William Porter, photographed by Richard Grubola in 2008.    Written by Lindy Casebier, Guest Contributor to the   Louisville Courier-Journal   Another new school year has begun, and since 1925, that has also meant another beginning for Children’s Fine Art Classes offered through Louisville Visual Art. Our name has changed over the past 92 years, but our programming and its outcomes have remained constant: teaching creativity and fostering the next generation of doers and problem-solvers in our community.  In the early years of CFAC, Mary Spencer Nay was inspired to pursue a distinguished career that would lead to the Marcia C. Hite professorship of painting at the University of Louisville. Her work is now held in the permanent collections of the Evansville Museum of Arts and Science and the Speed Museum.  Innovation and design were implanted in the mind of a young William Porter, who went on to serve as Studio Chief Designer at General Motors for three decades. He made his mark with the 1968 Pontiac GTO and the 1970-73 Firebird 400 and was a valued player in the world of automobile design. One of his teachers back when LVA was known as the Art Center Association School had been Mary Spencer Nay, proving directly how one child’s education can spread to help others.  Sculptor Ed Hamilton, another CFAC alum, attests that while other doors were closed to him, he found opportunity through the Children’s Free Art Classes program. Countless lives have been touched through his artistic interpretation of a young Abraham Lincoln and the unloading of slave boats at the edge of the Ohio River, as well as his impressive overall body of work that now graces landscapes across our country.  Gordon Brown, a former president and CEO of Home of the Innocents, led that organization through a period of unprecedented growth. He is a proud alum of CFAC and Shawnee High School who has never forgotten his roots and remains active today in the Portland neighborhood. Throughout his distinguished career, he has been a staunch advocate for the transformational and healing power of art.  Artist, educator and musician Carrie Neumayer has been a frequent art contributor to Louisville Magazine and an LVA instructor. She was a co-founder of the Louisville Outskirts Festival, which led to Girls Rock Louisville, a program aiming to empower female musicians in a supportive, inclusive environment. She was recently able to travel to Kazakhstan through a grant from the State Department to help work with youth interested in learning about creating art.  These are examples of the immense importance of art education in the lives of a few Louisvillians who, in their distinct ways, have all made a significant impact in education, commerce, healthcare, social services and, of course, the arts. Their contributions underscore the need for art education for all children. Art enhances our lives and our communities. Art causes us to question and to think. Art soothes and calms our collective souls. Through the years, art has been used to tell the story of those who came before. Exposure to and education in the arts does have a place in a civilized society.  As a creative hub now established in the Portland neighborhood, Louisville Visual Art is committed to removing barriers and building bridges throughout our community. With classes offered at more than 30 sites throughout Louisville Metro, Southern Indiana and surrounding counties, providing quality instruction to over 5,500 students annually, LVA is shaping the next generation of creative leaders, and is dedicated to enhancing our community through visual art education, community outreach and artist support. Check us out on social media and at louisvillevisualart.org   Lindy Casebier is the executive director of the Louisville Visual Art.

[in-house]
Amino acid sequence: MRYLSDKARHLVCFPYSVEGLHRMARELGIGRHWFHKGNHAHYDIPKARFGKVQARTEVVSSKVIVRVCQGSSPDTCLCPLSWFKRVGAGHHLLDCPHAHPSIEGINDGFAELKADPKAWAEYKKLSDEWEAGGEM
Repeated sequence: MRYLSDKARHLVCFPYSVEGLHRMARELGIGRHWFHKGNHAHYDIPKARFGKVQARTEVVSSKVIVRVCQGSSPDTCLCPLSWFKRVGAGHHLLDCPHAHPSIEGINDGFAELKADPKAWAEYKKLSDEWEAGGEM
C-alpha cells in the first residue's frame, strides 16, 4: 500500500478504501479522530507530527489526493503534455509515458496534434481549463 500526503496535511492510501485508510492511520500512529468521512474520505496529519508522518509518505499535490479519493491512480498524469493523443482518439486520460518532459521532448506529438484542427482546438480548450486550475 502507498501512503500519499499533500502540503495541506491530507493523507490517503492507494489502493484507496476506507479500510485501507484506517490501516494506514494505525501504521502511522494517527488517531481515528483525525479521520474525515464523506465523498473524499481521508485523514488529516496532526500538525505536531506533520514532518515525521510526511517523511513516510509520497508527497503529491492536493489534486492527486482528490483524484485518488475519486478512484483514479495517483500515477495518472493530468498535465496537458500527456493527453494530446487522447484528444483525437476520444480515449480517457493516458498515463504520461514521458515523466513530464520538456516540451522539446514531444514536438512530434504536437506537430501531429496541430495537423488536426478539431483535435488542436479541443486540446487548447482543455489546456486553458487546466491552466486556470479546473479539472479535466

William Porter, photographed by Richard Grubola in 2008.

Written by Lindy Casebier, Guest Contributor to the Louisville Courier-Journal

Another new school year has begun, and since 1925, that has also meant another beginning for Children’s Fine Art Classes offered through Louisville Visual Art. Our name has changed over the past 92 years, but our programming and its outcomes have remained constant: teaching creativity and fostering the next generation of doers and problem-solvers in our community.